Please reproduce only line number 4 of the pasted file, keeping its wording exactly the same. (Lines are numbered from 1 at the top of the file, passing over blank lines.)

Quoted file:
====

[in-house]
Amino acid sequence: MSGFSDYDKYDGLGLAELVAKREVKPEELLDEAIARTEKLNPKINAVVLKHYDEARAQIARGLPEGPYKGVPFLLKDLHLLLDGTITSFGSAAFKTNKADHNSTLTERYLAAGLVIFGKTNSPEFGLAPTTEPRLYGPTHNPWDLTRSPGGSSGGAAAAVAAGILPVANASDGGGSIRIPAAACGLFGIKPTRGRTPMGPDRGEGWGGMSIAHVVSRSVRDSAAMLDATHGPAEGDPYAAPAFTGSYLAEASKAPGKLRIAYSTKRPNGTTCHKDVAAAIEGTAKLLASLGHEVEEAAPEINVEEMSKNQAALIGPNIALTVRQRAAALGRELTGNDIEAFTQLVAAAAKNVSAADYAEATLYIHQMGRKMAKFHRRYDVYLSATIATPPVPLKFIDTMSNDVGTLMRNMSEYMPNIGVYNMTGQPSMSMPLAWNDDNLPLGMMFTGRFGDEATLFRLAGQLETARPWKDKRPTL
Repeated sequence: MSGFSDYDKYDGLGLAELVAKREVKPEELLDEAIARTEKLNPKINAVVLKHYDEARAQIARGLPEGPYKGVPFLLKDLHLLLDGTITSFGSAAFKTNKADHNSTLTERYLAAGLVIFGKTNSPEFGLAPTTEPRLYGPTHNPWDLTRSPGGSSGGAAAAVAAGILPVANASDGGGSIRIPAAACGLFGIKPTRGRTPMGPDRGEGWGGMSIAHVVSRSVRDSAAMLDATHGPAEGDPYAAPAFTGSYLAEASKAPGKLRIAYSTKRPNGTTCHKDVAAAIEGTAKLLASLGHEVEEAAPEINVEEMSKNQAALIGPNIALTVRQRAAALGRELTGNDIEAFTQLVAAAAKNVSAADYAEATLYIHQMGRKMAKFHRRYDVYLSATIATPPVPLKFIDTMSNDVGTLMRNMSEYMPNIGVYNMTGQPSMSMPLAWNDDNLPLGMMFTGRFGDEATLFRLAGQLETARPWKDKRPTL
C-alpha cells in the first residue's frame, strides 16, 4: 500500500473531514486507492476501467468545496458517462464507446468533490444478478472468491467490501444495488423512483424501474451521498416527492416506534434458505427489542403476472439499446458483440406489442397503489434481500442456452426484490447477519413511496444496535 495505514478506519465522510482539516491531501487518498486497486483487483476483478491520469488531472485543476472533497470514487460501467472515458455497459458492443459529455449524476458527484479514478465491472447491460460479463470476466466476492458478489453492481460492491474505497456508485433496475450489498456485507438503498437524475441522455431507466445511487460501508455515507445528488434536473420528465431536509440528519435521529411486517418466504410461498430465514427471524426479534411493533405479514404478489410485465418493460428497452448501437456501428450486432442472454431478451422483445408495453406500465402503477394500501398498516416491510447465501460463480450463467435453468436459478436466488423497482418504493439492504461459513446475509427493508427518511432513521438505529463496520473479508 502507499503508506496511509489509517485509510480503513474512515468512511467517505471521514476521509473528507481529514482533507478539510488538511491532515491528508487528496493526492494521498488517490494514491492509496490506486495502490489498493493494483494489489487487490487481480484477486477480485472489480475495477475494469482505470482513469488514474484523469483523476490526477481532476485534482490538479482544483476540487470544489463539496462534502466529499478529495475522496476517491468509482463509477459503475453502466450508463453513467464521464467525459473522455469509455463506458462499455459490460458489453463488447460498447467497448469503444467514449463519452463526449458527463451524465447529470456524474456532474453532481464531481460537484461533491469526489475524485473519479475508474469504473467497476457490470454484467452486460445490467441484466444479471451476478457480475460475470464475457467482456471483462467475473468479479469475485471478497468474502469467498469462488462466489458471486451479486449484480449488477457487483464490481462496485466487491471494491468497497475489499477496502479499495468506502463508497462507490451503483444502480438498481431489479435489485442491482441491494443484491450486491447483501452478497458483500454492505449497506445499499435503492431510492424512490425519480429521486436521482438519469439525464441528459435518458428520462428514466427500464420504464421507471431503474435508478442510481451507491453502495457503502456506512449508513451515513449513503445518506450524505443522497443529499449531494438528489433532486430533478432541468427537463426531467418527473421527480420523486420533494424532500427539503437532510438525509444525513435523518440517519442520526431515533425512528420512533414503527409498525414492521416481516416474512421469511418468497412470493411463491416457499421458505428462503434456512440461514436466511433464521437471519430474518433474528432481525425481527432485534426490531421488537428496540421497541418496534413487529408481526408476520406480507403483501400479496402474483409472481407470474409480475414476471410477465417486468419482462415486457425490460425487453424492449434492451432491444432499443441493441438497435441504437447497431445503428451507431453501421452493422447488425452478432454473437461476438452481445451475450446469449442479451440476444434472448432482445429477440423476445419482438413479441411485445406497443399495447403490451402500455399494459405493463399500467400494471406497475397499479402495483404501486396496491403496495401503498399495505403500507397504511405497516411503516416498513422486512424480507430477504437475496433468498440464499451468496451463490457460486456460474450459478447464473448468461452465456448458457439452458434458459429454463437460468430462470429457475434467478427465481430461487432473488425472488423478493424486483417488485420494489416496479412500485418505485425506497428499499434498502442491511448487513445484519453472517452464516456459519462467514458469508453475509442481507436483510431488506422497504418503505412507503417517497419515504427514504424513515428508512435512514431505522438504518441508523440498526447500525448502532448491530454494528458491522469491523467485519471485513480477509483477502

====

C-alpha cells in the first residue's frame, strides 16, 4: 500500500473531514486507492476501467468545496458517462464507446468533490444478478472468491467490501444495488423512483424501474451521498416527492416506534434458505427489542403476472439499446458483440406489442397503489434481500442456452426484490447477519413511496444496535 495505514478506519465522510482539516491531501487518498486497486483487483476483478491520469488531472485543476472533497470514487460501467472515458455497459458492443459529455449524476458527484479514478465491472447491460460479463470476466466476492458478489453492481460492491474505497456508485433496475450489498456485507438503498437524475441522455431507466445511487460501508455515507445528488434536473420528465431536509440528519435521529411486517418466504410461498430465514427471524426479534411493533405479514404478489410485465418493460428497452448501437456501428450486432442472454431478451422483445408495453406500465402503477394500501398498516416491510447465501460463480450463467435453468436459478436466488423497482418504493439492504461459513446475509427493508427518511432513521438505529463496520473479508 502507499503508506496511509489509517485509510480503513474512515468512511467517505471521514476521509473528507481529514482533507478539510488538511491532515491528508487528496493526492494521498488517490494514491492509496490506486495502490489498493493494483494489489487487490487481480484477486477480485472489480475495477475494469482505470482513469488514474484523469483523476490526477481532476485534482490538479482544483476540487470544489463539496462534502466529499478529495475522496476517491468509482463509477459503475453502466450508463453513467464521464467525459473522455469509455463506458462499455459490460458489453463488447460498447467497448469503444467514449463519452463526449458527463451524465447529470456524474456532474453532481464531481460537484461533491469526489475524485473519479475508474469504473467497476457490470454484467452486460445490467441484466444479471451476478457480475460475470464475457467482456471483462467475473468479479469475485471478497468474502469467498469462488462466489458471486451479486449484480449488477457487483464490481462496485466487491471494491468497497475489499477496502479499495468506502463508497462507490451503483444502480438498481431489479435489485442491482441491494443484491450486491447483501452478497458483500454492505449497506445499499435503492431510492424512490425519480429521486436521482438519469439525464441528459435518458428520462428514466427500464420504464421507471431503474435508478442510481451507491453502495457503502456506512449508513451515513449513503445518506450524505443522497443529499449531494438528489433532486430533478432541468427537463426531467418527473421527480420523486420533494424532500427539503437532510438525509444525513435523518440517519442520526431515533425512528420512533414503527409498525414492521416481516416474512421469511418468497412470493411463491416457499421458505428462503434456512440461514436466511433464521437471519430474518433474528432481525425481527432485534426490531421488537428496540421497541418496534413487529408481526408476520406480507403483501400479496402474483409472481407470474409480475414476471410477465417486468419482462415486457425490460425487453424492449434492451432491444432499443441493441438497435441504437447497431445503428451507431453501421452493422447488425452478432454473437461476438452481445451475450446469449442479451440476444434472448432482445429477440423476445419482438413479441411485445406497443399495447403490451402500455399494459405493463399500467400494471406497475397499479402495483404501486396496491403496495401503498399495505403500507397504511405497516411503516416498513422486512424480507430477504437475496433468498440464499451468496451463490457460486456460474450459478447464473448468461452465456448458457439452458434458459429454463437460468430462470429457475434467478427465481430461487432473488425472488423478493424486483417488485420494489416496479412500485418505485425506497428499499434498502442491511448487513445484519453472517452464516456459519462467514458469508453475509442481507436483510431488506422497504418503505412507503417517497419515504427514504424513515428508512435512514431505522438504518441508523440498526447500525448502532448491530454494528458491522469491523467485519471485513480477509483477502